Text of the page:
The UN secretary-general has urged the next Israeli government to back a two-state solution with Palestinians. Ban Ki-moon has also called on the international community to get both sides back to the negotiating table.
On Tuesday, Ban Ki-moon told the UN Security Council that Israel's next government must work toward a two-state solution to end the country's seven-decade conflict with Palestinians. Ahead of elections last month, Israeli Prime Minister Benjamin Netanyahu had appeared to take that option off the table.
"The prospect of a two-state solution continues to recede, with potentially explosive consequences," Ban told the Security Council. "I strongly urge the incoming government to reaffirm Israel's commitment to the two-state solution and to take credible steps to foster an environment conducive to a return to meaningful negotiations, including a freeze of settlement activity," he added.
In March, Netanyahu dropped his support of a Palestinian state, vowing to construct new settlements. As pressure mounts - even from the US, Israel's most reliable ally - Netanyahu has attempted to row back from his declaration. In March, the Obama administration announced that the United States would "reassess" its options on US-Israel relations in light of Netanyahu's apparent new stance.
"It is critically important that leaders urgently re-engage in efforts to achieve peace, which is the most effective way to prevent such tension from escalating, as it has too many times before," Samantha Power, the US ambassador to the United Nations, told the Security Council on Tuesday.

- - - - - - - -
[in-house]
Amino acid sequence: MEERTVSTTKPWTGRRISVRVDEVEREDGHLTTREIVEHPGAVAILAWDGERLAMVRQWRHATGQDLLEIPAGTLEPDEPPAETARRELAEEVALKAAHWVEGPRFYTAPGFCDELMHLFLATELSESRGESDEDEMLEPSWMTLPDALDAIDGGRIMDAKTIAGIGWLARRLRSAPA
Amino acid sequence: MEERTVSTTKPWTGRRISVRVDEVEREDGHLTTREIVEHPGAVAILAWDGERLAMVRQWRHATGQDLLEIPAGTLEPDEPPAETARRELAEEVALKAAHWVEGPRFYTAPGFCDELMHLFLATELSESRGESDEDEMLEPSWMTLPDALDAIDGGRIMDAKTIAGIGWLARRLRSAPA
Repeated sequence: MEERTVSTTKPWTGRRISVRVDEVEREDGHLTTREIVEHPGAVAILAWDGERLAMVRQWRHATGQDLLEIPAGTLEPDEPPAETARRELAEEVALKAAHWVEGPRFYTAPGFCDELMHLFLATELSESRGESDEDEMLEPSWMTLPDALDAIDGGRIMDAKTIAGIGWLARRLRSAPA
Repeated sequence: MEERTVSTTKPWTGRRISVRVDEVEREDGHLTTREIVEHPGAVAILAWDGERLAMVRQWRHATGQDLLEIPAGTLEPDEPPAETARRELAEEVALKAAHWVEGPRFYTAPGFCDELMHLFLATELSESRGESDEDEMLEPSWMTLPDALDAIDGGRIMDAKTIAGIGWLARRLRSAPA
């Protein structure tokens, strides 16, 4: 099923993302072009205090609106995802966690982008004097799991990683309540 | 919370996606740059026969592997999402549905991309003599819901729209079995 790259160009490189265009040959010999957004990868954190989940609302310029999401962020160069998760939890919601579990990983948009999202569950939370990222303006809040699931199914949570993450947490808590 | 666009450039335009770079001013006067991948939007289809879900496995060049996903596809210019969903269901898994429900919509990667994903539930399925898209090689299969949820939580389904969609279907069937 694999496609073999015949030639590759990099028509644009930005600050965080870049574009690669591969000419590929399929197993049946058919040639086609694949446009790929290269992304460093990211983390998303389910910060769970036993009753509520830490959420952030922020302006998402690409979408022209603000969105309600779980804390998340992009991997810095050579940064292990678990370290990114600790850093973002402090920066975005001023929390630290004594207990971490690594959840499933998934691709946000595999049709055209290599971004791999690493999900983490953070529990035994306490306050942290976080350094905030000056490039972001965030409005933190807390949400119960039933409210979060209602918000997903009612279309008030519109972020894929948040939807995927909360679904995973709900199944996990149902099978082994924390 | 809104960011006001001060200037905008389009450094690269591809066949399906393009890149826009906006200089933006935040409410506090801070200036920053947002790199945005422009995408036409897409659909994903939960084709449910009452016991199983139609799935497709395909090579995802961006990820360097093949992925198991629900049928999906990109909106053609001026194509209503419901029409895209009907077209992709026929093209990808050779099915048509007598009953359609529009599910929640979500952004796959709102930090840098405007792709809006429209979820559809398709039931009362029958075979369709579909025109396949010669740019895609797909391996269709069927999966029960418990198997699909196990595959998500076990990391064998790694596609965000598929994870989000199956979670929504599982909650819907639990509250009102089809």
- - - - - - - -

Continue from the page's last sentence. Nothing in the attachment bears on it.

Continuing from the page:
'Getting negotiations started'
Palestinians are seeking a state in Gaza, the West Bank and East Jerusalem, lands Israel captured in 1967. In March, France announced plans for a draft text to lay out parameters for ending the conflict and hopes to win over the United States, which has traditionally shielded Israel from any UN action.
New Zealand, one of 10 nonpermanent members of the Council, called for action before the US presidential campaign ahead of the November 2016 polls. "We have been working on a text that might serve the purpose of getting negotiations started," said Jim McLay, New Zealand's ambassador to the United Nations. He added that New Zealand would see how France's push for a resolution played out first.
Mark Lyall Grant, Britain's ambassador to the UN, said that the United Kingdom also saw merit in a council resolution "setting out the parameters for a peaceful and negotiated solution.
"But this will require proper consultation to achieve the full backing of the council," he added.
Two-state talks brokered by the United States came to an abrupt halt last summer, and shortly after Israel launched a 50-day war on the Gaza Strip. In many parts of Israel, ethnic tensions between Jews and Arabs have hit new extremes.
mkg/cmk (Reuters, AFP, dpa)